We move out of a stretch of sandwich breads and back to the chewy, crusty, open-textured breads....at least if they come out right. I was more than a little surprised at my success with the Pain à l’Ancienne on my first shot. The method is the thing here--the bread is one of those most basic ones, with just flour, water, yeast, and salt. But the water is ice water, and the bread goes immediately into the fridge so that the yeast won't start working. The goal is to retard the yeast action to let the bread develop more flavor. After a night in the fridge the bread comes out for a sit at room temperature to let the yeast get going, until the dough doubles. You then move it from fridge to oven with as little disturbance as possible, for the baguettes anyway.
My loaf proceeded a little differently than the above plan, but the results were still great. My dough almost tripled in the fridge. Yes, the fridge is at the recommended temperature and no, the door wasn't opened very much over the rising period--I think I've just got enthusiastic yeast. I did let it come to room temperature, then gently eased the dough out of my rising bucket onto a pile of flour (the dough was very soft), and it was already a good bit larger than the size suggested. I cut it in half, cut three strips from one half, moved them to a piece of parchment paper with no stretching needed (they were already as long as my baking stone), snipped them with a pair of scissors, and popped them into the oven on the baking stone and poured hot water into my steam pan. After the couple of sprays of water at the sides of the oven, all I had to do then was take the lovely browned loaves out when done. The whole procedure seemed like a snap, which might be a combination of true "relatively easy recipe" and "I'm getting better at these skills".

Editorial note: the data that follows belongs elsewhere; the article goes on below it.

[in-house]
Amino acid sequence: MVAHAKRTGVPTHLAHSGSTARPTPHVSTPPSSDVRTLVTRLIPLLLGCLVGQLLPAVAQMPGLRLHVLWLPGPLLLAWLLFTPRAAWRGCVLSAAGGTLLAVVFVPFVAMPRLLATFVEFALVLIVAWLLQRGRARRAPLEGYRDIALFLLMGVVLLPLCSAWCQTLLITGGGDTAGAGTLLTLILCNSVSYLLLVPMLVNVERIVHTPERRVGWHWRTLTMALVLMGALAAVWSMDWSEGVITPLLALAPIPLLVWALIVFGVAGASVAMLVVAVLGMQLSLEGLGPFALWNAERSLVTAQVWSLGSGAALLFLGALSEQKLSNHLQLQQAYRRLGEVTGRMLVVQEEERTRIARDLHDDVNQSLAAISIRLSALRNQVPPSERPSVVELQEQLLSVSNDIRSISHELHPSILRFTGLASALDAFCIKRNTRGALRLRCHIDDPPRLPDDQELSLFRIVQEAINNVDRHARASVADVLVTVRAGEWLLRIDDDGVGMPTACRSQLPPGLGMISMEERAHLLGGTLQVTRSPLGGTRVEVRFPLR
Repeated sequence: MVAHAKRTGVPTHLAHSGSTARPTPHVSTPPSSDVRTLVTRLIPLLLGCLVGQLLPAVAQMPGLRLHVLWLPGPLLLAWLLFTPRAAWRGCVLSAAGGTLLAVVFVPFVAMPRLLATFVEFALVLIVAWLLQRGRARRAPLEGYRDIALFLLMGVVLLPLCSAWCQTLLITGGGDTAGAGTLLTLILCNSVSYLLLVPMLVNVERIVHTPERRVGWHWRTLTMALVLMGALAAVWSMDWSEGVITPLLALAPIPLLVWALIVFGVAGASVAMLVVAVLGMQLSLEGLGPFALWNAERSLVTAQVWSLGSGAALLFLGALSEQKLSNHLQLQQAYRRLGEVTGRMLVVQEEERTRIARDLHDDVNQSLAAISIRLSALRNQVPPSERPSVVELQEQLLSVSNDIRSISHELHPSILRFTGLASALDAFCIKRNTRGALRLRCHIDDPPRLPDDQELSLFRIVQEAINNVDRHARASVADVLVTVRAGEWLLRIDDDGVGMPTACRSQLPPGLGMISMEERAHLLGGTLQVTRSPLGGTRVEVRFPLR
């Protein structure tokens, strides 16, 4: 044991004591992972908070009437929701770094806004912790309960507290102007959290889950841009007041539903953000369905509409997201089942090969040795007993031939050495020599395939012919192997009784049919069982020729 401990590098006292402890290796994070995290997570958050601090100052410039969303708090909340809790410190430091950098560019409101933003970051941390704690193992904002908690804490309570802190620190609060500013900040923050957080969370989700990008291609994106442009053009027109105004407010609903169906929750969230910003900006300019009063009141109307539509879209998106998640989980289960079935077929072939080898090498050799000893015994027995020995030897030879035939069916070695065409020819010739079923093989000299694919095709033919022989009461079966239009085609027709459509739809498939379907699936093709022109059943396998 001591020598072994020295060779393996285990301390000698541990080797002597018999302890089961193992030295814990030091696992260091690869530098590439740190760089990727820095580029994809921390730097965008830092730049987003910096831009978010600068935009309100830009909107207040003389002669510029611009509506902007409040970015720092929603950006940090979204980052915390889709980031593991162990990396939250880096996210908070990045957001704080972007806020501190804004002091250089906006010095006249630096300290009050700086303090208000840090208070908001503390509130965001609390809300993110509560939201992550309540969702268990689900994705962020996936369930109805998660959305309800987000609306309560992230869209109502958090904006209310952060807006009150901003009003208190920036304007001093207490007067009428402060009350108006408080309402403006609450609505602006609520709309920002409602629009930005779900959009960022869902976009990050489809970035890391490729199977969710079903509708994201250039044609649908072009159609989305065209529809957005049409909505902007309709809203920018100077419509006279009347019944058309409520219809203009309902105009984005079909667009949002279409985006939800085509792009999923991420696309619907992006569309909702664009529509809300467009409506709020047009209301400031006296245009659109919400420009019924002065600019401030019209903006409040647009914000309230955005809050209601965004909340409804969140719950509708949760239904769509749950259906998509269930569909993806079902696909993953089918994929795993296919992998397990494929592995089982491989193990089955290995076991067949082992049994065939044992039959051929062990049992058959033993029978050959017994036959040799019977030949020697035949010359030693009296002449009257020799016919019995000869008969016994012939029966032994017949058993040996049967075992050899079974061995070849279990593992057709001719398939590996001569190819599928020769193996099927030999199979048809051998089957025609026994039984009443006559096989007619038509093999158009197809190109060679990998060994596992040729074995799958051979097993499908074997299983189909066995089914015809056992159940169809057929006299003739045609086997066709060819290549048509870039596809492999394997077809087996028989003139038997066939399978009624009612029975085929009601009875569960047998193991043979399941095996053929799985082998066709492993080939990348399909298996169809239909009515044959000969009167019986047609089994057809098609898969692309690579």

The other half of the dough got split into 4 pieces for pizzas, and went back into the fridge. I had a carb day--I ate most of a baguette for lunch with a little Jarlsburg cheese and some herbs in oil for dipping, then made pizzas with the folks next door in the evening.
Pizza: I went with 4 pizzas, knowing that we generally end up with a variety of opinions on what the toppings should be. I wanted thin crust pizza and as crisp as possible, so we fired up sister-in-law's oven to 500 degrees and put in her baking stone. The dough was quite soft, too soft to consider trying to toss it as even draping it over the backs of my hands had it almost putting apart. With a combination of stretching and rolling (and a little patching) we got 4 pizzas roughly 12" in diameter. Toppings were:
tomato sauce, mozzarella, pepperoni
olive oil, roasted garlic, mozzarella, chicken, spinach, and parmesan
tomato sauce, mozzarella, chicken, and bacon
margherita--olive oil, buffalo mozzarella, fresh tomatoes, and basil from the garden (tomatoes were not from the garden, as I just got the plants in a week or so ago...much later than I'd intended)
The bread makes for a sturdy, chewy pizza crust, very much to my taste. Sister-in-law would prefer part whole-wheat the way I've been doing pizza crusts lately, so perhaps I'll try the pain à l'ancienne again with 1/3 or so whole wheat flour. The kids didn't find the crust to be notably different from the last homemade pizza we had, but found the overall results very satisfactory. Our first experiment with pizza margherita was not a complete success, as we overdid the toppings and things got soupy in the middle. We will also apply the basil after the pizza comes out of the oven next time.